How humans visually select where to grasp an object depends on many factors, including grasp stability and preferred grasp configuration. We examined how endpoints are selected when these two factors are brought into conflict: Do people favor stable grasps or do they prefer their natural grasp configurations? Participants reached to grasp one of three cuboids oriented so that its two corners were either aligned with, or rotated away from, each individual’s natural grasp axis (NGA). All objects were made of brass (mass: 420 g) but the surfaces of their sides were manipulated to alter friction: 1) all-brass, 2) two opposing sides covered with wood, while the other two remained of brass, or 3) two opposing sides covered with sandpaper, and the two remaining brass sides smeared with vaseline. Grasps were evaluated as either clockwise (thumb to the left of finger in frontal plane) or counterclockwise of the NGA. Grasp endpoints depended on both object orientation and surface material. For the all-brass object, grasps were bimodally distributed in the NGA-aligned condition but predominantly clockwise in the NGA-unaligned condition. These data reflected participants’ natural grasp configuration independently of surface material. When grasping objects with different surface materials, endpoint selection changed: Participants sacrificed their usual grasp configuration to choose the more stable object sides. A model in which surface material shifts participants’ preferred grip angle proportionally to the perceived friction of the surfaces accounts for our results. Our findings demonstrate that a stable grasp is more important than a biomechanically comfortable grasp configuration.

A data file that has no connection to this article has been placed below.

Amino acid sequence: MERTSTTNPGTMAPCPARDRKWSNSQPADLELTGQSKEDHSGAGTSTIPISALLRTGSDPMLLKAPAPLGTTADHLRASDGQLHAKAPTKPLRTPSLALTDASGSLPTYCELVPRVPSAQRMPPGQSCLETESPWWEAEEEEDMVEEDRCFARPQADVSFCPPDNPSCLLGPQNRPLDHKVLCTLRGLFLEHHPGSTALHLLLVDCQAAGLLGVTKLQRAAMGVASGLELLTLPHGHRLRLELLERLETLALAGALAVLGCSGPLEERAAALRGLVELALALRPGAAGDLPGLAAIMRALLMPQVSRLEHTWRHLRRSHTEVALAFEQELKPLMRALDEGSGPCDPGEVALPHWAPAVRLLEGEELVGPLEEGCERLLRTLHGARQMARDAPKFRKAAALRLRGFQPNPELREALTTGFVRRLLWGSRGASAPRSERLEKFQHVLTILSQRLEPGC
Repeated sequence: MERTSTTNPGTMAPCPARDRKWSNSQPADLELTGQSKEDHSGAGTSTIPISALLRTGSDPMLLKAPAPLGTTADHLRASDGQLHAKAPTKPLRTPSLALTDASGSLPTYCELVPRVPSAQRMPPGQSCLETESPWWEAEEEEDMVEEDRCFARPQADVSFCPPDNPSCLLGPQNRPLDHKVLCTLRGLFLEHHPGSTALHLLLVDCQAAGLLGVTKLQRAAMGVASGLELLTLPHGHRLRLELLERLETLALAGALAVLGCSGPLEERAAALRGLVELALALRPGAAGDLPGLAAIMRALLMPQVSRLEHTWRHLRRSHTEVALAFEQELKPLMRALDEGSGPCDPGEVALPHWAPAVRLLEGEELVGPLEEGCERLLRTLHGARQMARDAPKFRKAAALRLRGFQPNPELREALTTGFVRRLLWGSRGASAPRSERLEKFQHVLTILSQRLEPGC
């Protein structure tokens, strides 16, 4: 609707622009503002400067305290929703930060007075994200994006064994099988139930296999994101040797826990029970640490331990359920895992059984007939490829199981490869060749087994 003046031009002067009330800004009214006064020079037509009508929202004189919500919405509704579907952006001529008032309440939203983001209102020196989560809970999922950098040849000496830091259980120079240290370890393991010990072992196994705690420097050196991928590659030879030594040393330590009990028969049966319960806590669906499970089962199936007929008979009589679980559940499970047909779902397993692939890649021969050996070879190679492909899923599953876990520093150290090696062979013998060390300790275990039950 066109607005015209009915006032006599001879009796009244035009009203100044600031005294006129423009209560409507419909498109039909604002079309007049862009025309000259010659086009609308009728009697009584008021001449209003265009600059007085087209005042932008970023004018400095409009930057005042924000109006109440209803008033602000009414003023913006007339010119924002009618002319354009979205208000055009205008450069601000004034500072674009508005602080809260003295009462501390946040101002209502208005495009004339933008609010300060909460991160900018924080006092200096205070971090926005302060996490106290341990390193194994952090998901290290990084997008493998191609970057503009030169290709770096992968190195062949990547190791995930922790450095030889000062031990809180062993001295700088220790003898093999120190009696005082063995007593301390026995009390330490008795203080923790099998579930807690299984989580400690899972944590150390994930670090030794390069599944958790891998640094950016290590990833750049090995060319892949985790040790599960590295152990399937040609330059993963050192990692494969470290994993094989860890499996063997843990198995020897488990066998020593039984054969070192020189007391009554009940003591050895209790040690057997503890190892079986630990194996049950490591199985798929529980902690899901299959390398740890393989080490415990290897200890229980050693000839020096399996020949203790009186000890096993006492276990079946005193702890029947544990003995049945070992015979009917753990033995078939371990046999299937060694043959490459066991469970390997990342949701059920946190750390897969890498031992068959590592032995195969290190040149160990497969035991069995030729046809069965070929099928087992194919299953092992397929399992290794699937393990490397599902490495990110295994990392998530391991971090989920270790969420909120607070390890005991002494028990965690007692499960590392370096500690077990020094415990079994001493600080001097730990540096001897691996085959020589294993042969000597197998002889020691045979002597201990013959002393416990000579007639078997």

bioRxiv Subject Collection: Neuroscience